Recipe by Is This Really Necessary
Nice, light (as risottos go -- they ARE supposed to be carbohydrate sources), and definitely very summery. The best rice to use is Arborio, but you could replace it with any other round-grain type. The vermouth can be replaced with dry, white wine. This recipe asks for a lot of attention and work, so don't plan on doing something else while making this. Experience with making risottos definitely is an advantage, because it takes some judgement when to add the tomato and zucchini. The idea is that the rice and vegetables are cooked, but only just, and still have a "bite".
- 750 ml vegetable stock
- 2 spring onions
- 2 carrots
- 2 stalks celery
- 3 tablespoons butter
- 250 g arborio rice
- 100 ml dry white vermouth
- 1⁄2 zucchini
- 75 g garden peas (deep freeze)
- 1 beefsteak tomato
- 50 g pecorino cheese
- 15 g basil leaves
Directions See How It's Made
- Slice the spring onion, carrot, and celery sticks thinly.
- Dice the zucchini and the tomato.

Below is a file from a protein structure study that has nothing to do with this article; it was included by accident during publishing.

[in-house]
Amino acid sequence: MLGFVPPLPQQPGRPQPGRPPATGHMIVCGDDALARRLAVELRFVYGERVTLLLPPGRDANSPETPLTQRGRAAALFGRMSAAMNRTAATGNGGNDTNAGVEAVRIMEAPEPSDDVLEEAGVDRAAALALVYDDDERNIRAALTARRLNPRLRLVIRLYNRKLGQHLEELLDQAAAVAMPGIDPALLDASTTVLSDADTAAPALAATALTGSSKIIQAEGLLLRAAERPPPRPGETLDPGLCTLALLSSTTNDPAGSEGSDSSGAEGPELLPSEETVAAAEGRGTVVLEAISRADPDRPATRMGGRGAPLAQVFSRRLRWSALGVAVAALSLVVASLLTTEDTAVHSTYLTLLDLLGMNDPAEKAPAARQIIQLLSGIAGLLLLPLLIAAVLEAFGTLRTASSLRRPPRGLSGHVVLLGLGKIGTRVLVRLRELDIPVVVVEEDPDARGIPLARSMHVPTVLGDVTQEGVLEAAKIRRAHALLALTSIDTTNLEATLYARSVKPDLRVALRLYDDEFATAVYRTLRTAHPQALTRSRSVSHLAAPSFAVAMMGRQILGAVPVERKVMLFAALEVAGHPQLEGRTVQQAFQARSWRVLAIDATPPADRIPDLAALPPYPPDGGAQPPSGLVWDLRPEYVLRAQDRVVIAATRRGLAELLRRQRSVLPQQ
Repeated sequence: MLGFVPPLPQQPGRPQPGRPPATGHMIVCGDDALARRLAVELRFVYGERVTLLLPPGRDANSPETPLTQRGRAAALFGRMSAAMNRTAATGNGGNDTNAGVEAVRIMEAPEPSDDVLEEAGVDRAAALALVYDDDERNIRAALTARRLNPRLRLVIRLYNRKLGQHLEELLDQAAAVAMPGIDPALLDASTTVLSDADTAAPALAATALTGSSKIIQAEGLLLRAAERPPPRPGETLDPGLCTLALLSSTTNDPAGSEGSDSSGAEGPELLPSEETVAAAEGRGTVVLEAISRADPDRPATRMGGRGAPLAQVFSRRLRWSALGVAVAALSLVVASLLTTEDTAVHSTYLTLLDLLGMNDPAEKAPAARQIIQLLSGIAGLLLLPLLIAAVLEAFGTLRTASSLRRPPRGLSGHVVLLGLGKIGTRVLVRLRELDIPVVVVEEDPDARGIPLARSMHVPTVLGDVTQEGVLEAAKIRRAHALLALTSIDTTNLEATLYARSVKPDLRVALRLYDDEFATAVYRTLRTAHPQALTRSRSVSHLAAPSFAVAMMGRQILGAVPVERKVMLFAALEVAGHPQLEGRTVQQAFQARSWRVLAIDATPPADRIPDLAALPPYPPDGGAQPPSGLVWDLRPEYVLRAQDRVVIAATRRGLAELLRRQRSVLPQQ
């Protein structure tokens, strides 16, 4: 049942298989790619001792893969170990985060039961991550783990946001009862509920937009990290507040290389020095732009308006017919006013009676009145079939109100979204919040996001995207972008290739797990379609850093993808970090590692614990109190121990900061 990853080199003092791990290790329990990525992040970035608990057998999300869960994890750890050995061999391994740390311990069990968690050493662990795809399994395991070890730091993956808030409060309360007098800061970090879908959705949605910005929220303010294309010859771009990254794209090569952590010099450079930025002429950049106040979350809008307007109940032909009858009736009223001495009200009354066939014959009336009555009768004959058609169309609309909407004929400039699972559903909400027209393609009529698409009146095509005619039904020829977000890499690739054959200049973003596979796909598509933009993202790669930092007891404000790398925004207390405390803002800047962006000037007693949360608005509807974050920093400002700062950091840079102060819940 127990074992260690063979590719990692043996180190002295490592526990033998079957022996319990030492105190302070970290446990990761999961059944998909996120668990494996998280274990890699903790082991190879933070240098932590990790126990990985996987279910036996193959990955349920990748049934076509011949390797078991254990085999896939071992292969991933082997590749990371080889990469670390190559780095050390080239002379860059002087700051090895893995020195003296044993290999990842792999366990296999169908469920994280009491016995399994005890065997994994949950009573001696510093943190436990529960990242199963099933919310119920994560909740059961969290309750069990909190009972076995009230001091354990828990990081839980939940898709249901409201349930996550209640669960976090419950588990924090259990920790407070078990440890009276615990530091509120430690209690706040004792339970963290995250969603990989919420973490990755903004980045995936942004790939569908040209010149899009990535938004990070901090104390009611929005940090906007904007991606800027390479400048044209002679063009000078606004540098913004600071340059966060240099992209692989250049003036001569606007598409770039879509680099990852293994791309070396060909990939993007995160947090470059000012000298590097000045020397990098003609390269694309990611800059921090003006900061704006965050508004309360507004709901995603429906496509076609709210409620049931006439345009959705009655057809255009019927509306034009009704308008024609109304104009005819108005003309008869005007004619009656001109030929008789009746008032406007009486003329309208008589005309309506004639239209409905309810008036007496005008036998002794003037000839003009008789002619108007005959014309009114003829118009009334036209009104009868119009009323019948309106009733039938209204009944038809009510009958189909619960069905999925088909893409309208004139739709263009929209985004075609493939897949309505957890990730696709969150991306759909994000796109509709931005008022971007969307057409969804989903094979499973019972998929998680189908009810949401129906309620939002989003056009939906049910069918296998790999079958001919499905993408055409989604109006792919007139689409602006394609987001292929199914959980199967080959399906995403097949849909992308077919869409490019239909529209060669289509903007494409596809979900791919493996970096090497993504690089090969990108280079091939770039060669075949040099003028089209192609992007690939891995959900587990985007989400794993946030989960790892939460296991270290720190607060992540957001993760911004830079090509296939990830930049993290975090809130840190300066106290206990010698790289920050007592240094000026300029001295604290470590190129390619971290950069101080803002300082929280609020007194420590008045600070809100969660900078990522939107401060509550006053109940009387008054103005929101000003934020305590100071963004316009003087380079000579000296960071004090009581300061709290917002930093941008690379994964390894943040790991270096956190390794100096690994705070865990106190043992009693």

- Grate the Pecorino.
- Tear (don't cut) the basil leaves.
- Heat 2 tbsp butter in a skillet.
- Fry spring onion, carrot, and celery slices for about 2 minutes.
- Add the rice and stir until all grains are shiny.
- Add the vermouth and allow the rice to absorb the fluid while continuously stirring over medium heat.
- Add the stock bit by bit; don't add the next ladle before the previous one is fully absorbed.
- This should take about 20 to 25 minutes if medium-grain Arborio rice.
- Add the zucchini, garden peas, and tomato about 10 minutes before the rice is fully cooked.
- Take the pot from the fire, and add the remaining butter, cheese, and half of the basil.
- Add salt and pepper to taste.
- Allow the risotto to stand another 2-3 minutes with the cover on the pot.
- Serve the risotto with the remaining basil.